Scott Dukes, a gay single man from Sacramento looking to adopt, got a call one day from his foster care agency. They had one question for him: If your teenage son came down the stairs of a mall in 6-inch stiletto heels, what would you do?
The answer he was trained to give, he said, was to bring a pair of flat shoes along in his bag, in case his son’s feet hurt. The real answer?
“If you’re going to wear those shoes, you’re going to wear them like a man,” Dukes, 40, told the case manager. “And you’re not going to whine and act crazy, because I’m not dealing with it.”
His answer, the agency told him, was odd, but perfect. Sierra Forever Families introduced Dukes to his now-17-year-old transgender daughter, Erica Reyes, shortly after that 2012 phone call. The nonprofit adoption agency has been one key player in a citywide effort to create more of these success stories and place lesbian, gay, bisexual and transgender youths in affirming homes.
Sacramento County Child Protective Services and other local foster youth and adoption agencies formed a collaborative last year to increase recruitment of parents who are open to housing LGBT youth. The group, which includes representatives from Sierra Forever Families, Stanford Youth Solutions and Sierra Child and Family Services, hosted its first recruiting event last summer and followed up with similar events in the last few months, said Karen Parker, program planner for Child Protective Services.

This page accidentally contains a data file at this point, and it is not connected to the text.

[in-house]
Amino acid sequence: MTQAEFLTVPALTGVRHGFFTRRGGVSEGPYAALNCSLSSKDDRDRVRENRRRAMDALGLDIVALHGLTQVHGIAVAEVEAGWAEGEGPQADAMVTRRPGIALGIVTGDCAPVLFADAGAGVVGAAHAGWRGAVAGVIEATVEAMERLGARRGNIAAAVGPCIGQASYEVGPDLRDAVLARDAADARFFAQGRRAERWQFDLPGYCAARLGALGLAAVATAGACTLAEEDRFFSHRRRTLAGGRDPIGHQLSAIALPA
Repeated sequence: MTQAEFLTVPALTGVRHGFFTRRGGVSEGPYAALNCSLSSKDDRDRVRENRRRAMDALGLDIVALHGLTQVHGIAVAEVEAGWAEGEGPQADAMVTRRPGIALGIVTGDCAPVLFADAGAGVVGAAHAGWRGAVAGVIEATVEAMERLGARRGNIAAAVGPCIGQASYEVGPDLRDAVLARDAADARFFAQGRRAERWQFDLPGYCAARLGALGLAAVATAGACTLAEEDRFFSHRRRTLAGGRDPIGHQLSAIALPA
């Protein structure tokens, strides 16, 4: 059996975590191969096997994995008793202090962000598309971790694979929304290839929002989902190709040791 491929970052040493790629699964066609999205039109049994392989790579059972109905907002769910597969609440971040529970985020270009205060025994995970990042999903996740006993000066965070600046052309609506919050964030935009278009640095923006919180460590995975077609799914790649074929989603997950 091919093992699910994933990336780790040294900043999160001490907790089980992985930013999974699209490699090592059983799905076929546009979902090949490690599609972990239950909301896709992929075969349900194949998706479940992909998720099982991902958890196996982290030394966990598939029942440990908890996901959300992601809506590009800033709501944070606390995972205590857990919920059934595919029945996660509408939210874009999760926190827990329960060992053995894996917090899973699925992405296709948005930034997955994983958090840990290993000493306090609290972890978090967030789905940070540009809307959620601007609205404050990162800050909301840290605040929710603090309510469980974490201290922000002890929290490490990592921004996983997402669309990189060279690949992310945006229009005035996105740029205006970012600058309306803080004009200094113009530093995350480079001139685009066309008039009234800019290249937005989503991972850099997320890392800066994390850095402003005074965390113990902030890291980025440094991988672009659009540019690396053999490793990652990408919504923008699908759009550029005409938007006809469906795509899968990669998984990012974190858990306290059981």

The collaborative is meeting Thursday to plan for a seminar that will teach existing foster parents about transgender youths.
According to a study by the Williams Institute, a think tank at the UCLA School of Law, LGBT youths are disproportionately over-represented in the foster care system. About 19 percent of foster youth in Los Angeles County identify as LGBT, more than double the number of LGBT youths not in foster care. Additionally, LGBT youths in the foster care system report being treated less well and were more likely to be hospitalized for mental health problems. The study is the first to measure sexual orientation and gender identity of foster youth.
“We hear of a lot of stories about youth being forced denounce who they are in order to be in the home,” said Bob Herne, chief executive officer of Sierra Forever Families. “When families don’t accept them, they end up in a group home that may not be a safe environment for them.”
LGBT foster youths are also less likely to find a permanent home, more likely to run away and more likely to be victims of violence, he said.
Erica had been in about six homes before she moved in with Dukes. She and her brothers were taken into the foster system when she was 8 years old. Her grandmother eventually adopted her brothers, but did not take her in because of her gender identity.
Once in the foster care system, many parents did not accept Erica for who she was. She enjoyed wearing makeup, skirts, crop tops and heels, but several foster parents wouldn’t allow it. She resorted to wearing girls’ clothing underneath her boys’ clothing.
“I would sneak makeup to school and take it off after school,” she said. “My foster parent would search me and bought makeup remover to wipe my eyes.”